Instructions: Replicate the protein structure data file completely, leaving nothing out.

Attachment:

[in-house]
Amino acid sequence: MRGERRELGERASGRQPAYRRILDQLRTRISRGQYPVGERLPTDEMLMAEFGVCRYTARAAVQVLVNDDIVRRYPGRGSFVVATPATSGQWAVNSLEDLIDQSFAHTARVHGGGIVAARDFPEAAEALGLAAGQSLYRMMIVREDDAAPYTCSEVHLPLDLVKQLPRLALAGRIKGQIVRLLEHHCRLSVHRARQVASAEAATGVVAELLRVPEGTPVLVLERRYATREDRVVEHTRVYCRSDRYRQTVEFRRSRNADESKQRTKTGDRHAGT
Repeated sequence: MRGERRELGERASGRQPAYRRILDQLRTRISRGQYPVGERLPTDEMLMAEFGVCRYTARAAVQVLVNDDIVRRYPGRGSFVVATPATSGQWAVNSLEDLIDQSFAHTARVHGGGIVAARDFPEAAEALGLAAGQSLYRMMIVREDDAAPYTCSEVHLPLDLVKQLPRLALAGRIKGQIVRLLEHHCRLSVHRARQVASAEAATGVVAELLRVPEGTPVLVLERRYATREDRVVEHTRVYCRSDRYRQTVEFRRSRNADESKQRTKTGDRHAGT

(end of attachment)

[in-house]
Amino acid sequence: MRGERRELGERASGRQPAYRRILDQLRTRISRGQYPVGERLPTDEMLMAEFGVCRYTARAAVQVLVNDDIVRRYPGRGSFVVATPATSGQWAVNSLEDLIDQSFAHTARVHGGGIVAARDFPEAAEALGLAAGQSLYRMMIVREDDAAPYTCSEVHLPLDLVKQLPRLALAGRIKGQIVRLLEHHCRLSVHRARQVASAEAATGVVAELLRVPEGTPVLVLERRYATREDRVVEHTRVYCRSDRYRQTVEFRRSRNADESKQRTKTGDRHAGT
Repeated sequence: MRGERRELGERASGRQPAYRRILDQLRTRISRGQYPVGERLPTDEMLMAEFGVCRYTARAAVQVLVNDDIVRRYPGRGSFVVATPATSGQWAVNSLEDLIDQSFAHTARVHGGGIVAARDFPEAAEALGLAAGQSLYRMMIVREDDAAPYTCSEVHLPLDLVKQLPRLALAGRIKGQIVRLLEHHCRLSVHRARQVASAEAATGVVAELLRVPEGTPVLVLERRYATREDRVVEHTRVYCRSDRYRQTVEFRRSRNADESKQRTKTGDRHAGT